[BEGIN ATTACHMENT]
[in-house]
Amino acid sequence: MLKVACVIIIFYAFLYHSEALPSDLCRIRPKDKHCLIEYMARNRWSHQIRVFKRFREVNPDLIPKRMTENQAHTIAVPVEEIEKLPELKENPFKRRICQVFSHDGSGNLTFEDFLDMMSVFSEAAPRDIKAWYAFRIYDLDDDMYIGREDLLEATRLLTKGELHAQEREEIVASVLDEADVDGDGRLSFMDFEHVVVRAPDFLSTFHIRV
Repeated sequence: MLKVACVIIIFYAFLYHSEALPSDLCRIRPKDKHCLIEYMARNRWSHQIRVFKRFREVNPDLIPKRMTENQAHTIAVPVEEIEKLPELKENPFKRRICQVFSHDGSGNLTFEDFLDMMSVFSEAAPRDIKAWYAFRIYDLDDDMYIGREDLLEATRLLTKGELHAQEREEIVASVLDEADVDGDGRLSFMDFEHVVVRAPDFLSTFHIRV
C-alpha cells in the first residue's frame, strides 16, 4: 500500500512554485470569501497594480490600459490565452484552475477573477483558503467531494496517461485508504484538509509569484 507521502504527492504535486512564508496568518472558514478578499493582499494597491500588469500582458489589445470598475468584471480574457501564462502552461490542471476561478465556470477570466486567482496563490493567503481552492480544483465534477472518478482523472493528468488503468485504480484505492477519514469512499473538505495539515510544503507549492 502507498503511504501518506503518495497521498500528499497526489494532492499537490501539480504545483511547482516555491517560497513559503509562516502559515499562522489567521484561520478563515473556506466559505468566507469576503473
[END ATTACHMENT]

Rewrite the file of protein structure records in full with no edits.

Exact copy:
[in-house]
Amino acid sequence: MLKVACVIIIFYAFLYHSEALPSDLCRIRPKDKHCLIEYMARNRWSHQIRVFKRFREVNPDLIPKRMTENQAHTIAVPVEEIEKLPELKENPFKRRICQVFSHDGSGNLTFEDFLDMMSVFSEAAPRDIKAWYAFRIYDLDDDMYIGREDLLEATRLLTKGELHAQEREEIVASVLDEADVDGDGRLSFMDFEHVVVRAPDFLSTFHIRV
Repeated sequence: MLKVACVIIIFYAFLYHSEALPSDLCRIRPKDKHCLIEYMARNRWSHQIRVFKRFREVNPDLIPKRMTENQAHTIAVPVEEIEKLPELKENPFKRRICQVFSHDGSGNLTFEDFLDMMSVFSEAAPRDIKAWYAFRIYDLDDDMYIGREDLLEATRLLTKGELHAQEREEIVASVLDEADVDGDGRLSFMDFEHVVVRAPDFLSTFHIRV
C-alpha cells in the first residue's frame, strides 16, 4: 500500500512554485470569501497594480490600459490565452484552475477573477483558503467531494496517461485508504484538509509569484 507521502504527492504535486512564508496568518472558514478578499493582499494597491500588469500582458489589445470598475468584471480574457501564462502552461490542471476561478465556470477570466486567482496563490493567503481552492480544483465534477472518478482523472493528468488503468485504480484505492477519514469512499473538505495539515510544503507549492 502507498503511504501518506503518495497521498500528499497526489494532492499537490501539480504545483511547482516555491517560497513559503509562516502559515499562522489567521484561520478563515473556506466559505468566507469576503473